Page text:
12 Tips for Mortgage Borrowers

By Eric Tyson, Robert S. Griswold

Part of Mortgage Management For Dummies Cheat Sheet

  • Before you get a mortgage, be sure you understand your personal financial situation. The amount of money a banker is willing to lend you isn’t necessarily the amount you can “afford” to borrow given your financial goals and current situation.
  • Maximize your chances for getting the mortgage you want the first time you apply by understanding how lenders evaluate your creditworthiness. Don’t waste time and money on loans that end up rejected. Most obstacles to mortgage qualification can and should be overcome before submitting a loan application.
  • Because the ocean of mortgage programs is bordered with reefs of jargon, learn loan lingo before you begin your mortgage-shopping voyage. This will enable you to hook the best loan and avoid being taken in by loan sharks.
  • To select the best type of fixed-rate or adjustable-rate mortgage for your situation, clarify two important issues: How long do you expect to keep the loan? How much financial risk are you able to accept?
  • Special situation loans — such as a home equity loan or 80-10-10 financing — could be just what you need. However, some “special” loans, such as 100 percent loans and balloon loans, can be toxic.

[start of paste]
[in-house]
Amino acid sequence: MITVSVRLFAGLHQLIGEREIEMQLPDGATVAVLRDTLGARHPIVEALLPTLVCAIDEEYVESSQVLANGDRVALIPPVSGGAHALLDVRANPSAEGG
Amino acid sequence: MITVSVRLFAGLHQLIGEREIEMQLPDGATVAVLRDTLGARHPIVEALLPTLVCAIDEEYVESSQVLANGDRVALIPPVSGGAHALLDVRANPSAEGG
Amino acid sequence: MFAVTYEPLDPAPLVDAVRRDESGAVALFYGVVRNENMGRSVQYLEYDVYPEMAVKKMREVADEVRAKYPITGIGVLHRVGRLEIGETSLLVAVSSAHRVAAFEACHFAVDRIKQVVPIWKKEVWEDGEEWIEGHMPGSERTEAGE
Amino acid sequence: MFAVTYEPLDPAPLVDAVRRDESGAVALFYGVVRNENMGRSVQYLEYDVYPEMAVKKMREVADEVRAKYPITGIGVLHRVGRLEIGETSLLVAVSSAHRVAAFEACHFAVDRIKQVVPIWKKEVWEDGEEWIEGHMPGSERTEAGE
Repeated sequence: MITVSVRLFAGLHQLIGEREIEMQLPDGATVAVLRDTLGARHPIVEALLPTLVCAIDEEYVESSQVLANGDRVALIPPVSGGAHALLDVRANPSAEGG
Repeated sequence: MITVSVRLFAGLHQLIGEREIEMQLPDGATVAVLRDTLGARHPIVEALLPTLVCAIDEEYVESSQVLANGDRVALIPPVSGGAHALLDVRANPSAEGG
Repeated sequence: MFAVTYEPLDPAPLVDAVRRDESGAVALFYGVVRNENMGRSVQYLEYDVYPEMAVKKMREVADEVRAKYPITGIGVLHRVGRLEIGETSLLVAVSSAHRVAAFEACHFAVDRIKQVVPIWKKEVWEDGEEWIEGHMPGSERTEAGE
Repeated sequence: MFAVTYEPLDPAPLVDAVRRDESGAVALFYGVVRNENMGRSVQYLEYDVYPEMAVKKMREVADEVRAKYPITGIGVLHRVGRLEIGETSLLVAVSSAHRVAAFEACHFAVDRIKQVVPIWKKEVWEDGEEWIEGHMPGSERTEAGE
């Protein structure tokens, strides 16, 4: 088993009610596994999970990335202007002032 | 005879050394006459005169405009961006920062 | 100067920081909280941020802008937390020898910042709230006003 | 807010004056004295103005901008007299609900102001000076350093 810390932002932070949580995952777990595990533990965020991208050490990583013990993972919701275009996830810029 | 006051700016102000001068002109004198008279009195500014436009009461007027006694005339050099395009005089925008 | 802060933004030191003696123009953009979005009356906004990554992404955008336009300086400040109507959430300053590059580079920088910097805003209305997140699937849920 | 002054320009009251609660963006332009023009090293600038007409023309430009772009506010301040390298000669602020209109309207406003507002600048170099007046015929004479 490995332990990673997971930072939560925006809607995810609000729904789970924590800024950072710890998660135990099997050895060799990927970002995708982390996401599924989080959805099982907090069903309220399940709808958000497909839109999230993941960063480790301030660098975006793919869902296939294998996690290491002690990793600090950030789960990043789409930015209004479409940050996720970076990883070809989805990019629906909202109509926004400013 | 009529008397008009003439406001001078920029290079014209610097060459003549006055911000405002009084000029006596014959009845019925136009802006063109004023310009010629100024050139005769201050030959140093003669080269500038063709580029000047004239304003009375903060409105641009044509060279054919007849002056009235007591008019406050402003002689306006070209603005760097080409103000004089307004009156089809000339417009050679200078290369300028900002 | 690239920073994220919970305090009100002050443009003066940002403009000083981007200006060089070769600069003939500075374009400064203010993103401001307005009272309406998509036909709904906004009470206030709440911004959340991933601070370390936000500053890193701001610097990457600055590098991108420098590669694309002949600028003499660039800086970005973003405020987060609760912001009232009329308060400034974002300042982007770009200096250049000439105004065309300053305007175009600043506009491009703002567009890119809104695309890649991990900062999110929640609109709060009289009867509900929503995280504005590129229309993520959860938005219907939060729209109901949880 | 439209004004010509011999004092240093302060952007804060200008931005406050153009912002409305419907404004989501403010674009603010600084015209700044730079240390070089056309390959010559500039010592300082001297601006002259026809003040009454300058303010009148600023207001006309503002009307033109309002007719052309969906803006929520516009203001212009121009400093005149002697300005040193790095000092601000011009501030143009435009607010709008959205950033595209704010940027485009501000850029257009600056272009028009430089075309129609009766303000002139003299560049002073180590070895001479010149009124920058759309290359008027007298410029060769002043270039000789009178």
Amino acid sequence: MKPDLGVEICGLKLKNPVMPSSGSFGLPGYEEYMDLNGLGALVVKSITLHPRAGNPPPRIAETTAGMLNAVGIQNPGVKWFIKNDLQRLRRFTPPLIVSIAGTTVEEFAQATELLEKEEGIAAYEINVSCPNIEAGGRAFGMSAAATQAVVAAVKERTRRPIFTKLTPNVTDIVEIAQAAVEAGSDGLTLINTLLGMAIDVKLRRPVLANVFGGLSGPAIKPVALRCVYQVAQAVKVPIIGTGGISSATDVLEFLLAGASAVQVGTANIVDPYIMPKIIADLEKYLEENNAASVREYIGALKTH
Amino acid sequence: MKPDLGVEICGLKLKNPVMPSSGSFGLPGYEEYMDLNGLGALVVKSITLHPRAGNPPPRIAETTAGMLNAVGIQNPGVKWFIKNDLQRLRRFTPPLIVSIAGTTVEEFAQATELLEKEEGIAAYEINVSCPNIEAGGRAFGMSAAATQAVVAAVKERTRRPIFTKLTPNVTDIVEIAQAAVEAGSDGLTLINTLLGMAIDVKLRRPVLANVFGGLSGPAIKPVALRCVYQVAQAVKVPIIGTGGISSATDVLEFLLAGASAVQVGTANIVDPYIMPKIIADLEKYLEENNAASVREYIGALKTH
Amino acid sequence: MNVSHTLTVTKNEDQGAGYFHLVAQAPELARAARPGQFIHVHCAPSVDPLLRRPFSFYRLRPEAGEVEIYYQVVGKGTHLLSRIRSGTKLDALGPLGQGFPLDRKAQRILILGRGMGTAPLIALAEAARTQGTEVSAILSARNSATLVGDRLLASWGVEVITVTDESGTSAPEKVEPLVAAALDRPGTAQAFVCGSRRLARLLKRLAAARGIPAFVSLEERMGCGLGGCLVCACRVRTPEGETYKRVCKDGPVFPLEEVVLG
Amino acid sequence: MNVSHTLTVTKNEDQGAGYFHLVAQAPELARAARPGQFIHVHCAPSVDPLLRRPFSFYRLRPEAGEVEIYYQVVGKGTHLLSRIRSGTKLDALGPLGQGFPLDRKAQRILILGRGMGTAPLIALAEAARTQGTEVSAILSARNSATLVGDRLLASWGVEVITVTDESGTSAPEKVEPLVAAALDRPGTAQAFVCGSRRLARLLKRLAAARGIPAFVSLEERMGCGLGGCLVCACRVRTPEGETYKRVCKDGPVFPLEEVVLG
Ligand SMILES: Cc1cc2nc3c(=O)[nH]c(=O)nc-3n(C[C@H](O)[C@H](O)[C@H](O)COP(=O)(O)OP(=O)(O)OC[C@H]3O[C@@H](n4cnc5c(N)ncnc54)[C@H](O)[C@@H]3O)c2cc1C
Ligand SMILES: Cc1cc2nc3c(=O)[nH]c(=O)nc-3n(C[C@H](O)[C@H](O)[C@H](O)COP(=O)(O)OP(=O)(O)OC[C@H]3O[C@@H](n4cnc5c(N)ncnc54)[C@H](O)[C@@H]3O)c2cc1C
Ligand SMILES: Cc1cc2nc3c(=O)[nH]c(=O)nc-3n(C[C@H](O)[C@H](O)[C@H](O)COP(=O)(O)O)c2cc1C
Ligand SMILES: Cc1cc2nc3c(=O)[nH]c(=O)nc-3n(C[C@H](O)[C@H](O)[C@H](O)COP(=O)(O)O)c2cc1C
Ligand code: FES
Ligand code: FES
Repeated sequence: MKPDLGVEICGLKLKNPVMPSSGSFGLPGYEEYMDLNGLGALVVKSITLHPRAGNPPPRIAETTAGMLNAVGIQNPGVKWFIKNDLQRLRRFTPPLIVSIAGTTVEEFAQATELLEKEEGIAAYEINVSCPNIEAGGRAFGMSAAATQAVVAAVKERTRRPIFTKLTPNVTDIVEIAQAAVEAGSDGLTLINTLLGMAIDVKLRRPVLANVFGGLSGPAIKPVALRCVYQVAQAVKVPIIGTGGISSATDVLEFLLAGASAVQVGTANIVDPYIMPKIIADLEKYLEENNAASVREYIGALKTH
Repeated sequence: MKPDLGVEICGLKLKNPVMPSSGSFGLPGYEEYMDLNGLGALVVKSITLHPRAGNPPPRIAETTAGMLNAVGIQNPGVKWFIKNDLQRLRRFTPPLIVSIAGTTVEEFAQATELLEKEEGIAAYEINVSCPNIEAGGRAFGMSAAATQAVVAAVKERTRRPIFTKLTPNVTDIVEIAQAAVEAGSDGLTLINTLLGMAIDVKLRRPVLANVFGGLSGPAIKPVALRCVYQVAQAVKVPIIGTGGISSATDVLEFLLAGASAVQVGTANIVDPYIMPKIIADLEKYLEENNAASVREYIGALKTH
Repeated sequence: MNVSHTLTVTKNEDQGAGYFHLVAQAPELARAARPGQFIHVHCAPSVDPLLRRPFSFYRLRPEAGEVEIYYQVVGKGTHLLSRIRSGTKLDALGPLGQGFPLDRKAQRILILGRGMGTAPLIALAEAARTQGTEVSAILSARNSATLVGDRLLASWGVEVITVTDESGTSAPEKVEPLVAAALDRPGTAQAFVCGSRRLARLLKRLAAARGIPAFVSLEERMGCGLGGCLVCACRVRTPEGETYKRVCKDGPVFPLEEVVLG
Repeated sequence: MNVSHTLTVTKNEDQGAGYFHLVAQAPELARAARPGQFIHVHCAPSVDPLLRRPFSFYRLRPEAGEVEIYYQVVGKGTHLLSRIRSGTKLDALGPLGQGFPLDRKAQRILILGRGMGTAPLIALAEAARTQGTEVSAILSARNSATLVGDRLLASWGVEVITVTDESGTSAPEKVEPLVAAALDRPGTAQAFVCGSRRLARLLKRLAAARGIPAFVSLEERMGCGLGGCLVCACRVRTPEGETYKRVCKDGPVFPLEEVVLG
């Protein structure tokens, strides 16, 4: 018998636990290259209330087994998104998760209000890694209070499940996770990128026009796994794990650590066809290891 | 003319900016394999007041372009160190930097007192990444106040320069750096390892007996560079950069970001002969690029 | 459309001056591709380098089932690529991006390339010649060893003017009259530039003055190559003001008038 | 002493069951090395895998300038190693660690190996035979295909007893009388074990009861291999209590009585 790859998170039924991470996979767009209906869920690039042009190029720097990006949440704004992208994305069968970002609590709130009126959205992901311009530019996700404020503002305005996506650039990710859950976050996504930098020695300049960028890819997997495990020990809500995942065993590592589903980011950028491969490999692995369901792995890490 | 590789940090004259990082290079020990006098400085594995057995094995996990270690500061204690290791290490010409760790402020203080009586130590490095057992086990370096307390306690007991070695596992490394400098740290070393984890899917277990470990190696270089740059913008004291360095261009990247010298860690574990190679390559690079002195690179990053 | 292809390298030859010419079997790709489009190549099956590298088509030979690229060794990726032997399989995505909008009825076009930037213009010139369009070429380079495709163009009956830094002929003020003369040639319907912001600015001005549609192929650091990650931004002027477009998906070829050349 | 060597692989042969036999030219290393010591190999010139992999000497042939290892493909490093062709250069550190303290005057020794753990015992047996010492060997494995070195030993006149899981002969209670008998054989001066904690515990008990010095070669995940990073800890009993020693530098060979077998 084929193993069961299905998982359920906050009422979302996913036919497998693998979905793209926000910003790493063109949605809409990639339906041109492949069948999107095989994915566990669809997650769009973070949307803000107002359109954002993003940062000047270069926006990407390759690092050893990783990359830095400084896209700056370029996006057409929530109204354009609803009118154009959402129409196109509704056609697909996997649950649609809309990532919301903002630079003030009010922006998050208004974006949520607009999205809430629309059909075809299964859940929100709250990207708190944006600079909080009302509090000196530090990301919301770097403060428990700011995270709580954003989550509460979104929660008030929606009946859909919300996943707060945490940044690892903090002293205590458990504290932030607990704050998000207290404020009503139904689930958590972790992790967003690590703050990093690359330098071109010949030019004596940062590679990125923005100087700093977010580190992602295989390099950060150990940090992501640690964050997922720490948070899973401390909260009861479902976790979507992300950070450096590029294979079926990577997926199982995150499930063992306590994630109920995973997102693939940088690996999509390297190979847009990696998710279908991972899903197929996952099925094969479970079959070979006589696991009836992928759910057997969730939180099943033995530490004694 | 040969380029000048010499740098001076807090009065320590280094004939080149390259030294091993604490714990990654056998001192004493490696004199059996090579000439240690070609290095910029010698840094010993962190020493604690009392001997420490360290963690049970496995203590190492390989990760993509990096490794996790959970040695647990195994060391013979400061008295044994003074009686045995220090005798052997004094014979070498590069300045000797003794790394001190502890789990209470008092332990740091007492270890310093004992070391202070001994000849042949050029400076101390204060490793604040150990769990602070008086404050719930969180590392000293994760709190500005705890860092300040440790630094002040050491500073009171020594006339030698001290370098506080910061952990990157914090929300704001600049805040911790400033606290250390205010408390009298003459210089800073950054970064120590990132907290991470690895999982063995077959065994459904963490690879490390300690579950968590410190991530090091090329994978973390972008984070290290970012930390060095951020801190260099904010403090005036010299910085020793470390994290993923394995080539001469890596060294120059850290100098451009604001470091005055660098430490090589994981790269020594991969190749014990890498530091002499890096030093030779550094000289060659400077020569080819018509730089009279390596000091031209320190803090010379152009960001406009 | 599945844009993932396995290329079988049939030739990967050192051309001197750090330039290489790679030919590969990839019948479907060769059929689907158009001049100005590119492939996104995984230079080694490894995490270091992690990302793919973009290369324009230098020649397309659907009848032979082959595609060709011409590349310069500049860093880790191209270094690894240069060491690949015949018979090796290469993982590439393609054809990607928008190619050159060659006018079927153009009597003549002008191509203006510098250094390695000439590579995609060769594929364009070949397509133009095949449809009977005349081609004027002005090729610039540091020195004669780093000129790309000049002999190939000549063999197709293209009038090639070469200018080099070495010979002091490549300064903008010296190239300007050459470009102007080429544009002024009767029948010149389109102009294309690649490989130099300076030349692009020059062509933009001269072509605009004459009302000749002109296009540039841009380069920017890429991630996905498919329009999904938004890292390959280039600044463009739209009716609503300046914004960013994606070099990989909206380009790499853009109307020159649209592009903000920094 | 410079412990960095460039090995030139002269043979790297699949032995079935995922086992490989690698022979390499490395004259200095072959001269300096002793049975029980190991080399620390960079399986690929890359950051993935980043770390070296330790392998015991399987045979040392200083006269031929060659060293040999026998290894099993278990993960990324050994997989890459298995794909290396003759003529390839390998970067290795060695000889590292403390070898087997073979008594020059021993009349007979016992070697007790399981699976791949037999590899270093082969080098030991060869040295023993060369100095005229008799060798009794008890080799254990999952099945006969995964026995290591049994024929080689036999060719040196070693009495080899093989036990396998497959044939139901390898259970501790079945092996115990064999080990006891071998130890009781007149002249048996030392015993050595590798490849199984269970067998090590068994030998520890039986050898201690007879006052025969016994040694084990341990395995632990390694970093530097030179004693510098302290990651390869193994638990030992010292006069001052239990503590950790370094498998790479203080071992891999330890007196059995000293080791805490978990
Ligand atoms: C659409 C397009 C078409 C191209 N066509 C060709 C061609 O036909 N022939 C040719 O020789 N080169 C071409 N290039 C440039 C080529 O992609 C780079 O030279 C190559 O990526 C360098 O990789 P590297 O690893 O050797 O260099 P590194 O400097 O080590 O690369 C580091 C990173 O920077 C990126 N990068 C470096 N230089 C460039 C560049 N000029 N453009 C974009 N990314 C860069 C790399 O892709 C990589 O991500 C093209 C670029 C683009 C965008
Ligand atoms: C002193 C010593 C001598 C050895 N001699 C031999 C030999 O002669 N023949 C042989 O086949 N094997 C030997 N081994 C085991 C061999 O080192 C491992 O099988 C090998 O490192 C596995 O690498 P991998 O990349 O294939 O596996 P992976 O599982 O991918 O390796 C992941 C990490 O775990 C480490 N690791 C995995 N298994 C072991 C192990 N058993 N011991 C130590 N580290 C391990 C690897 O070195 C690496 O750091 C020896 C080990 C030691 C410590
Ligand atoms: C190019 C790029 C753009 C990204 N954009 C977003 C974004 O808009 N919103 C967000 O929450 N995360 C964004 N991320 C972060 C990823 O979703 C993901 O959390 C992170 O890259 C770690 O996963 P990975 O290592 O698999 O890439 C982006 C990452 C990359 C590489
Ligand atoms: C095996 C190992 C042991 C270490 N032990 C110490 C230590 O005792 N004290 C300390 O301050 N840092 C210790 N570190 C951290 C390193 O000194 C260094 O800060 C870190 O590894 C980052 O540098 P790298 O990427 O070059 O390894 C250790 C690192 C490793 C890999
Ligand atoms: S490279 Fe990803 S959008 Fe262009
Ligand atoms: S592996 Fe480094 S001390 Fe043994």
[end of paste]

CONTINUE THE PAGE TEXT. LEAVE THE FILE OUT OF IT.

• Whether you do it yourself or hire a mortgage broker to shop for you, canvas a variety of lenders when seeking the best mortgage. Be sure to shop not only for a low-cost loan but also for lenders that provide a high level of service.
  • Investigate when shopping for a mortgage on the Internet. Be cautious. You may save time and money. Or you could end up with aggravation and a worse loan.
  • Compare various lenders’ mortgage programs and understand the myriad costs and features associated with each loan.
  • Just as you must prepare a compelling resume as the first step to securing a job you want, crafting a positive, truthful mortgage application is key to getting the loan you want.
  • After you get a mortgage to purchase a home, stay informed about interest rates, because a drop in rates could provide a money-saving opportunity. Refinancing — that is, obtaining a new mortgage to replace an existing one — can save you big money. Assess how long it will take you to recoup your out-of-pocket refinance costs.
  • If you’re among the increasing number of homeowners who reach retirement with insufficient assets for their golden years, carefully consider a reverse mortgage, which enables older homeowners to tap their home’s equity. Reverse mortgages are more complicated to understand than traditional mortgages.
  • If you fall on tough economic times and get behind on your housing payments, don’t resign yourself to foreclosure. Take stock of the situation. Review your spending and debts and begin a dialogue with your lender to find a solution. Make use of low-cost counseling approved by the United States Department of Housing and Urban Development.